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Blast from the Past Movie Review – “The Wolfman: Theatrical/Director’s Cut” (2010)

October 23, 2011

It’s October, I thought I’d do a review on something that is close to my heart. I’m a Wolfman fan werewolf movies speak to me in a big way. Let me first start off by saying this, I LOVE the original 1941 “Wolf-Man” that Lon Chaney, Jr starred in. No one will ever take that away from his legacy as an actor.

When I heard the news a few years ago that Universal Studios was planning a remake of the classic horror film, I said two things; one, they better get Rick Baker to do make-up & two, Benicio del Toro should play the Wolfman. My wish came true, and henceforth began my excitement for this long awaited remake.

The story goes, Blackmoor local, Ben Talbot (Simon Merrells) vanishes into thin air, his stage actor brother Lawrence (Benicio Del Toro) returns to his family estate to investigate. Upon reuniting with his estranged father, Sir John Talbot (Anthony Hopkins), he discovers that Ben is dead; the victim of a savage attack by a beast that keeps the superstitious locals cowering in fear every time the moon shines bright in the sky. Lawrence’s investigation leads him down a dark path as the very same beast that killed his brother attacks him. Lawrence survives from severe wounds. According to legend, the afflicted will experience a horrific transformation by the light of the full moon. Now, the woman Talbot loves (Emily Blunt) is in mortal danger, and in order to protect her he must venture into the moonlit woods and destroy the beast before it destroys both of them, meanwhile protecting her from himself. This isn’t a typical hunt, because before the beast can be slain, a simple man will uncover a primal side of himself that he never knew existed.

I have to say I was split with emotions, on the one hand the make-up was brilliant, the production design, brilliant, cinematography, astounding, Danny Elfman score, IT’S DANNY FUCKING ELFMAN! As for Benicio, he was great as the Wolfman, but I was undecided on him playing Lawrence Talbot. He had the look down; similar mannerisms like Chaney, but Chaney is Chaney, and he was the best. Benicio fell flat here and there, but you can see his tortured emotions when he’s transforming into the beast (or was that the CG helping? LOL). Anthony Hopkins, amazing, he’s just the bomb, he played John Talbot grittier & meaner than Claude Raines did in the original, and I like his twist with the character. Emily Blunt, she was ok, probably not the best choice to play the beautiful Gwen, but what can you do?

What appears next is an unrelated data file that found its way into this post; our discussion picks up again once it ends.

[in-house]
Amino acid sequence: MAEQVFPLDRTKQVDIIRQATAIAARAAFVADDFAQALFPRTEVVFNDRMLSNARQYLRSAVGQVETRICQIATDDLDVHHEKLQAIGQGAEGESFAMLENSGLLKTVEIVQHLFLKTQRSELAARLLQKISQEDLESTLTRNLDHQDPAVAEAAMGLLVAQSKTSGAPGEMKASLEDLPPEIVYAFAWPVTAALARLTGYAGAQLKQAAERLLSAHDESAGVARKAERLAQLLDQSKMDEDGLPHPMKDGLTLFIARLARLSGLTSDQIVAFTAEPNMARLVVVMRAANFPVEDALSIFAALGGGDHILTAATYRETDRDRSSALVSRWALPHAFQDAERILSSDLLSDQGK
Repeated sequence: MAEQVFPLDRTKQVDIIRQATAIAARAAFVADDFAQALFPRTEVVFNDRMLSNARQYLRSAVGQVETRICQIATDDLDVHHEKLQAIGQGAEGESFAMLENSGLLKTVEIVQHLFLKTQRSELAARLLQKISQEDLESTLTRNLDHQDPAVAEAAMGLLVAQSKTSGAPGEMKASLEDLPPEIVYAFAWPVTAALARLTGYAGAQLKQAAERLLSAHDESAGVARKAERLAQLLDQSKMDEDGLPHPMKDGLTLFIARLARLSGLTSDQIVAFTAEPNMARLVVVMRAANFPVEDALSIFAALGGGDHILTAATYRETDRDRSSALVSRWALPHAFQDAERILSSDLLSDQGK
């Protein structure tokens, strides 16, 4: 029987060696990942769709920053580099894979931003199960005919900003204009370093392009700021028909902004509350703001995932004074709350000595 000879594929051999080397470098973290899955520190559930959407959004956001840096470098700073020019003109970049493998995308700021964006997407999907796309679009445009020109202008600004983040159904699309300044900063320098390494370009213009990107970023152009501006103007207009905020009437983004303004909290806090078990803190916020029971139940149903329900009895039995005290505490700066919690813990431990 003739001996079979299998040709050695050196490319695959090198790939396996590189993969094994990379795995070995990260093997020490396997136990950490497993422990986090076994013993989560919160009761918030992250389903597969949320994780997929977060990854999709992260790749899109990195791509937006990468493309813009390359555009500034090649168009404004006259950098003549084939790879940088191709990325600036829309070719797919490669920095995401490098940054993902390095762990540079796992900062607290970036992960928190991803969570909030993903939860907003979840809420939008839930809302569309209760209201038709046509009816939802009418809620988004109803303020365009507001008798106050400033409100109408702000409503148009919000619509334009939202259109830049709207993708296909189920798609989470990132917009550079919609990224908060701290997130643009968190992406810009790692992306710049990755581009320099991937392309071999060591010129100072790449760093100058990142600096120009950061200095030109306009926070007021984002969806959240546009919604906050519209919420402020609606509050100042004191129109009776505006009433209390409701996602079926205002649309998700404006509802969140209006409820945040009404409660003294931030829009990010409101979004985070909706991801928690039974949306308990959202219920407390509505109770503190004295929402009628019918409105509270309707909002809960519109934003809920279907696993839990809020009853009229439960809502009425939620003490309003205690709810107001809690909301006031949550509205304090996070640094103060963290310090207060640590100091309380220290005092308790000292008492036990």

I have to agree with the critics, the script was the weakest element of the whole movie. It tried to be two different things at once, one part it’s trying to be the next great Gothic horror movie like, Coppola’s “Dracula” or Tim Burton’s “Sleepy Hollow”, and the next it’s trying too hard to please the “Saw”-generation, with all the gore. The gore in this movie was…well, GOREY, they weren’t kidding around, the movie deserved it’s R rating. The supernatural element that made the original so good is missing in this movie; pentagrams, limited time on the Gypsy’s, etc. We don’t get an explanation about the silver cane; it’s just there. I’m glad it was there it was a nice wink for the fans.

As a whole movie, it was solid, but not a hit. It was fun & enjoyable, but will never live up to the original Universal Monster movie. However, there is good news for this movie. There is a director’s cut, which is a significant improvement. The director’s cut is a lot more satisfying, it explores deeper into the actual story, better character development between father & son At the beginning of the movie we finally get the explanation regarding how Lawrence receives that infamous silver wolf cane. It gives more meaning to the character and others who are afflicted with the curse of the beast’, which makes the ending a lot more powerful & terrifying.

THEATRICAL CUT GRADE: C+

DIRECTOR’S CUT GRADE: B

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